• hardware accelerator;
  • DNA;
  • local sequence alignment;
  • traceback;
  • FPGA;
  • ASIC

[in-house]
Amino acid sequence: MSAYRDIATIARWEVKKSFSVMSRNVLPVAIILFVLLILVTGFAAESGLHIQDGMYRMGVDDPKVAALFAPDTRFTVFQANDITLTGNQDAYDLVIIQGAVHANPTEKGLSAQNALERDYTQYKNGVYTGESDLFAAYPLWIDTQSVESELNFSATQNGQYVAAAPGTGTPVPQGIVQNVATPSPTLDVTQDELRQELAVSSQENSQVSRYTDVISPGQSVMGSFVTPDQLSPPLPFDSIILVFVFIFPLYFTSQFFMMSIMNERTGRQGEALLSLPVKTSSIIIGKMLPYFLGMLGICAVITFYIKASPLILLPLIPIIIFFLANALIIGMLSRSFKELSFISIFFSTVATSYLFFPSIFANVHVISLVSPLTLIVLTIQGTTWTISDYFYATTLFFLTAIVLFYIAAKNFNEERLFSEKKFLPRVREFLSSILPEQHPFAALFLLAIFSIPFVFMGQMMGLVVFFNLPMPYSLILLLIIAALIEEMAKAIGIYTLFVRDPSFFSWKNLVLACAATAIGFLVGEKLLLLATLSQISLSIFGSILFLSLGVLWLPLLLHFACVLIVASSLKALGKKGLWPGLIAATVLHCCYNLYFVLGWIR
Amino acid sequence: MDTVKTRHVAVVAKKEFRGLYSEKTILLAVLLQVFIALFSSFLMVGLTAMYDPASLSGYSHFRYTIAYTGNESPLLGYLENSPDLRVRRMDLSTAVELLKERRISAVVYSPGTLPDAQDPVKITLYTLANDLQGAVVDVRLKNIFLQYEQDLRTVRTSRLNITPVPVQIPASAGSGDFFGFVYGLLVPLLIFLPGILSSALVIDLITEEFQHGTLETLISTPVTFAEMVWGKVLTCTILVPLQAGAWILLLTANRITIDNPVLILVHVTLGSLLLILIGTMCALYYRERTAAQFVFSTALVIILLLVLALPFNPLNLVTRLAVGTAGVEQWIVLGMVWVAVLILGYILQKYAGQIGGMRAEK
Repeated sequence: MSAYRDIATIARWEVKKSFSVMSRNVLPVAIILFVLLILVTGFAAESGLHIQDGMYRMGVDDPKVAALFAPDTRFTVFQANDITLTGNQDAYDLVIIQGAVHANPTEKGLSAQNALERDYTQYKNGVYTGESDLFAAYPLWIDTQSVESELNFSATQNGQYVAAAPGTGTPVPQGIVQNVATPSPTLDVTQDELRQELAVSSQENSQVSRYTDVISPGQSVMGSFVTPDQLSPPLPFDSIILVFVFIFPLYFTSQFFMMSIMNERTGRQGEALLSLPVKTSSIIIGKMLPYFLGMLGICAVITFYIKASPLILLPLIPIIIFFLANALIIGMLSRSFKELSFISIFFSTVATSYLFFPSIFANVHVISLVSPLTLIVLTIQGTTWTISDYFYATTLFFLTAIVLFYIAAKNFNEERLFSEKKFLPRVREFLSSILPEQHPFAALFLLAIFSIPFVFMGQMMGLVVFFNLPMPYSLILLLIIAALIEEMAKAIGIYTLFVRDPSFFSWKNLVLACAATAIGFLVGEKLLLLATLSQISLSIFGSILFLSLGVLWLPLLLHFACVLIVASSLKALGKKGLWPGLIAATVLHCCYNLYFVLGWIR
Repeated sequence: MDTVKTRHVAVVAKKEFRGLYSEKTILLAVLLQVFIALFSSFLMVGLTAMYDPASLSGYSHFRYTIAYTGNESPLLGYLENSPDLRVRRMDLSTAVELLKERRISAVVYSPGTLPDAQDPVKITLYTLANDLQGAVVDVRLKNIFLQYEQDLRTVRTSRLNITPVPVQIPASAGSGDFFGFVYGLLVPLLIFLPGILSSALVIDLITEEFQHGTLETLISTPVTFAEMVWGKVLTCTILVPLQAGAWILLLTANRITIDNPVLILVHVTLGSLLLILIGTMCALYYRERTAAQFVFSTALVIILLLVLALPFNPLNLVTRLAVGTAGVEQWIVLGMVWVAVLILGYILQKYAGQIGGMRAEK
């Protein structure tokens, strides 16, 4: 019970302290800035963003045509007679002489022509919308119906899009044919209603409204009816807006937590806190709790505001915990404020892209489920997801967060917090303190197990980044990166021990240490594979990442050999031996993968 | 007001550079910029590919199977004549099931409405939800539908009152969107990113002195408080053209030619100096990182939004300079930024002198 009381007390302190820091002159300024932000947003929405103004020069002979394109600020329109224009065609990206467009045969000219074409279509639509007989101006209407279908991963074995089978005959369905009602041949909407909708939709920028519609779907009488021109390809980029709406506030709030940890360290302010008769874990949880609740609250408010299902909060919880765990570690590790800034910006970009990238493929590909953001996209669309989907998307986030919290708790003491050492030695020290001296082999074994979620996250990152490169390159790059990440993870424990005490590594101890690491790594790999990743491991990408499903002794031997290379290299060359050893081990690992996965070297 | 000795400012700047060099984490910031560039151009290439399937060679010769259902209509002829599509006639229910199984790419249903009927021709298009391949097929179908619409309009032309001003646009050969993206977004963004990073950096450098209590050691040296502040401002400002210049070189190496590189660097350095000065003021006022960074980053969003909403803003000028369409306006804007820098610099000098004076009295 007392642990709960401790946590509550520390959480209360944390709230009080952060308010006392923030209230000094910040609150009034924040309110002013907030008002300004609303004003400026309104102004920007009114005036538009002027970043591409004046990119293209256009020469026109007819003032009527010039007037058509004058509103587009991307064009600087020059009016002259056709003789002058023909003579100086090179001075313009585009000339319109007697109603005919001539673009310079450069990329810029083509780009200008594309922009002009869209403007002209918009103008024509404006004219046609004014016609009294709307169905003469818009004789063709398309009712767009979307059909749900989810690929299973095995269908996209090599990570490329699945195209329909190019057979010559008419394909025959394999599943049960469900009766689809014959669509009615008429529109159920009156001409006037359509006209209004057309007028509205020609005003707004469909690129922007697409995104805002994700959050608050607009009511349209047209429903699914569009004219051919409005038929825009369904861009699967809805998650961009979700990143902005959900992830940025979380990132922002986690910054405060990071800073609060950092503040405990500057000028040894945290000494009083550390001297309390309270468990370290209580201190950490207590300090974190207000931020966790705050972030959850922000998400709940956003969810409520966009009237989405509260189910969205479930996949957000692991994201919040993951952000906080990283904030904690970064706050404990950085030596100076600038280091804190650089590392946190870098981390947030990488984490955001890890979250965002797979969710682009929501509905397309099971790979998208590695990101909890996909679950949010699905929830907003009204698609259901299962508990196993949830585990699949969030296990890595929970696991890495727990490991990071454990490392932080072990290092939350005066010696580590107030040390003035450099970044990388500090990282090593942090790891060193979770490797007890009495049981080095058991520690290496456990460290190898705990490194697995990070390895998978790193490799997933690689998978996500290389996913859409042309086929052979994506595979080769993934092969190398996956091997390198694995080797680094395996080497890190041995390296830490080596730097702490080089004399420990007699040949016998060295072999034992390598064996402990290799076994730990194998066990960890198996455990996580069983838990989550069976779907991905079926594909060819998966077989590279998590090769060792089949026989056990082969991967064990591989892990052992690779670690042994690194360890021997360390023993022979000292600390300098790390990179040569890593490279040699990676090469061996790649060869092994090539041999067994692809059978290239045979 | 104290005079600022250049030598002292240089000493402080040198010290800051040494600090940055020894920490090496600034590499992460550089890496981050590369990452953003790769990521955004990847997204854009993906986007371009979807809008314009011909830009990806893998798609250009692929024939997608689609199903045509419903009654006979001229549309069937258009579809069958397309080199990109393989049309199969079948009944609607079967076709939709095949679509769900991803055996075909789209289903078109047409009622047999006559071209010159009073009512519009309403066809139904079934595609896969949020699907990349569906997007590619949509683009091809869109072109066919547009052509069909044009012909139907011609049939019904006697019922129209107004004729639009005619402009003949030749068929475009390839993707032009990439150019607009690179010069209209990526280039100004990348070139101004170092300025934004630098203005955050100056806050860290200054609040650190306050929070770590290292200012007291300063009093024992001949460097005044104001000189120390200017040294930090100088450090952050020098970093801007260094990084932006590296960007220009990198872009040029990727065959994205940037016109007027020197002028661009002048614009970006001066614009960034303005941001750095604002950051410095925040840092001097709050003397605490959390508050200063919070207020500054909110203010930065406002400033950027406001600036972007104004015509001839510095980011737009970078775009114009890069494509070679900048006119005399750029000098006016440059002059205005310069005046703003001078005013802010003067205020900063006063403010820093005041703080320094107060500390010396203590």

A new class of efficient and flexible hardware accelerators for DNA local sequence alignment based on the widely used Smith–Waterman algorithm is proposed in this paper. This new class of accelerating structures exploits an innovative technique that tracks the origin coordinates of the best alignment to allow a significant reduction of the size of the dynamic programming matrix that needs to be recomputed during the subsequent traceback phase, providing a considerable reduction of the resulting time and memory requirements. The significant performance of the enhanced class of accelerators is attained by also providing support for an additional level of parallelism: the capability to concurrently align several query sequences with one or more reference sequences, according to the specific application requisites. Moreover, the accelerator class also includes specially designed processing elements that improve the resource usage when implemented in a Field Programmable Gate Array (FPGA), and easily provide several different configurations in an Application Specific Integrated Circuit (ASIC) implementation. Obtained results demonstrated that speedups as high as 278 can be obtained in ASIC accelerating structures. A FPGA-based prototyping platform, operating at a 40 times lower clock frequency and incorporating a complete alignment embedded system, still provides significant speedups as high as 27, compared with a pure software implementation.Copyright © 2012 John Wiley & Sons, Ltd.